Collins and Harlan recorded "Melinda's Wedding Day" on February 5, 1913, for the Victor Talking Machine Company. It was issued on Victor 17295 (matrix B-12872/1).
The composer is Al Piantadosi. The words are by Joe Goodwin and Joseph McCarthy.
The team of Collins and Harlan consists of Arthur Collins (baritone) and Byron G. Harlan (tenor)--the most successful duo of the acoustic era.
Collins and Harlan performed comic songs in various dialects, cut rube skits, and covered songs satirizing trends of the day, including the new "jass" music introduced in Chicago clubs in late 1916 (the duo made the first record ever to refer to "jass"--the word "jazz" would not come into use until months later in 1917).
Some songs were sentimental (which suited Harlan's tenor voice well), not comic (Collins recorded comic songs on a regular basis as a solo artist).
Before teaming with tenor Byron G. Harlan, baritone Arthur Collins had a partner in tenor Joe Natus for a year. Collins and Natus made 19 Edison cylinders in 1901-1902 and several Victor recordings. Around this time Collins sang in an Edison ensemble called the Big Four Quartet, which recorded five titles issued in 1901. Harlan was one of the quartet's tenors; Natus was the other; A. D. Madeira was bass.
Collins and Harlan probably harmonized for the first time as members of this Edison quartet. By 1903 Natus no longer worked for Edison. The June 1903 Edison Phonograph Monthly announces that "I Must Have a Been a Dreamin'" (Standard 7850), sung by Arthur Collins and Joe Natus, would be "hereafter...sung by Collins and Harlan." Collins and Harlan made new takes of various titles originally cut for Edison by Collins and Natus.
The first time Arthur Collins was paired with Byron G. Harlan for a Victor session was on October 31, 1902 (Harlan's first Victor session).
They were again paired a day later, on November 1. They cut five titles on October 31, including "The First Rehearsal of the Huskin' Bee" (1723), a rube skit. Many of their early recordings are "rube" sketches with songs, such as "Closing Time in a Country Grocery" (Victor 1728; Burke & Rous cylinder 236) and "Two Rubes in a Tavern" (Victor 1727; B & R 239), and they continued recording rural comedy for years, Harlan performing it into the 1920s. Harlan recorded these same three titles with Frank C. Stanley, who wrote the sketches.
Collins and Harlan's first Edison cylinders were "Down Where the Wurzburger Flows" (8238) and "Troubles of the Reuben and the Maid" (8239), issued in late 1902 (they cut the latter for Columbia seven-inch 944 and ten-inch 944). They recorded many "rube" skits for Edison.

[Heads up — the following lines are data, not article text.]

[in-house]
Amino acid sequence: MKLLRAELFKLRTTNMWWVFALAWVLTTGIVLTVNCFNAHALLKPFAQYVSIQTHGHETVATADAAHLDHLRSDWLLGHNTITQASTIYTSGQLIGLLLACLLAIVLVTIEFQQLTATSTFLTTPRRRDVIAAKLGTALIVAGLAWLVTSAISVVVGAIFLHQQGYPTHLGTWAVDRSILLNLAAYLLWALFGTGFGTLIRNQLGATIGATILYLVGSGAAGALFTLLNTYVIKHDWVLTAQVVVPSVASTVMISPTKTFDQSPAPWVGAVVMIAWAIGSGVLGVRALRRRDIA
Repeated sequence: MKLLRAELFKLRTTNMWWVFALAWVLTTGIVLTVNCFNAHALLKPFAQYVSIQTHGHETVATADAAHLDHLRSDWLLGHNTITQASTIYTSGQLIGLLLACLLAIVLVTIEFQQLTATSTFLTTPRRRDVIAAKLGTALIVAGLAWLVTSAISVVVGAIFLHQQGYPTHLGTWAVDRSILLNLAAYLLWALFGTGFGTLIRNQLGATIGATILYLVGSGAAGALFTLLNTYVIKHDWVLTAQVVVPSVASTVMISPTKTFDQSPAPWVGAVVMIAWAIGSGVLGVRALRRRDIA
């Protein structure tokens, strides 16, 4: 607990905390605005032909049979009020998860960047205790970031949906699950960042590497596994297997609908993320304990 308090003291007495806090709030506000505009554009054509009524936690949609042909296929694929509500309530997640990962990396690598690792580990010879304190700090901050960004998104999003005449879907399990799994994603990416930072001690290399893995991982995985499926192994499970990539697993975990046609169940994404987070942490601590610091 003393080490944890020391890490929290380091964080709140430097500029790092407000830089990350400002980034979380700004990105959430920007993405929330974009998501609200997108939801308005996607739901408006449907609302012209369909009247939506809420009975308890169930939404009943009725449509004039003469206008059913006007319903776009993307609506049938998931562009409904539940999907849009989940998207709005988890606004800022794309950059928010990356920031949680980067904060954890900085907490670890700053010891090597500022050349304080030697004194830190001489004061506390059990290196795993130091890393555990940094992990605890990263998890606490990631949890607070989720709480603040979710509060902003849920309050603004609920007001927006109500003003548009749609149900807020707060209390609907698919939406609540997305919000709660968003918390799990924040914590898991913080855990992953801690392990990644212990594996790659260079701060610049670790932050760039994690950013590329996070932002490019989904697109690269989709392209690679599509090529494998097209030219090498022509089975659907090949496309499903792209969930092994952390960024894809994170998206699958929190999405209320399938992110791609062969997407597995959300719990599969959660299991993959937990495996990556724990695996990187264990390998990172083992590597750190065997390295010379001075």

The duo made cylinders for the Lambert Company, with "Jerry Murphy Is A Friend of Mine" issued around 1903 on blue Lambert 935.
A Victor session on March 3, 1903, is noteworthy since Collins cut duets with Natus, then recorded numbers with Harlan. It was the last session for the team of Collins and Natus. Natus made Victor discs for another two years but only solo recordings, mostly of popular ballads. His last Victor session was on April 28, 1905.
Walsh reports in the December 1968 issue of Hobbies that the duo sang "what may have been the last Victor Monarch record to have a spoken announcement...It was 2451, and the title was 'It Was The Dutch.'" This Theodore Morse song was recorded on September 11, 1903, with Collins doing the announcement. The next four numbers, 2452 through 2455, were Billy Murray's first Victor discs and are unannounced.
Another change in the industry in 1903 was a shift from piano to orchestral accompaniment. The January 1904 issue of Edison Phonograph Monthly, announcing the release of "I Ain't Got No Time" on 8621, states, "This Record is also made with orchestra accompaniment, and with No. 8608 ["Barney," another Collins and Harlan duet] are the first Records ever made at the Edison Laboratory with such accompaniment." An example of a brown wax cylinder with orchestra accompaniment made nearly three years earlier is 7664, which opens with this spoken announcement: "Coleville Coon Cadets by Arthur Collins with orchestra accompaniment, Edison record." The fact that "orchestra accompaniment" is stressed in the announcement indicates it was exceptional for 1901.
In 1903 Collins and Harlan recorded "Hurrah for Baffin Bay," issued as twelve-inch Victor Deluxe 31074 and Edison cylinder 8447. Collins and Harlan would thereafter make many ten-inch Victor discs.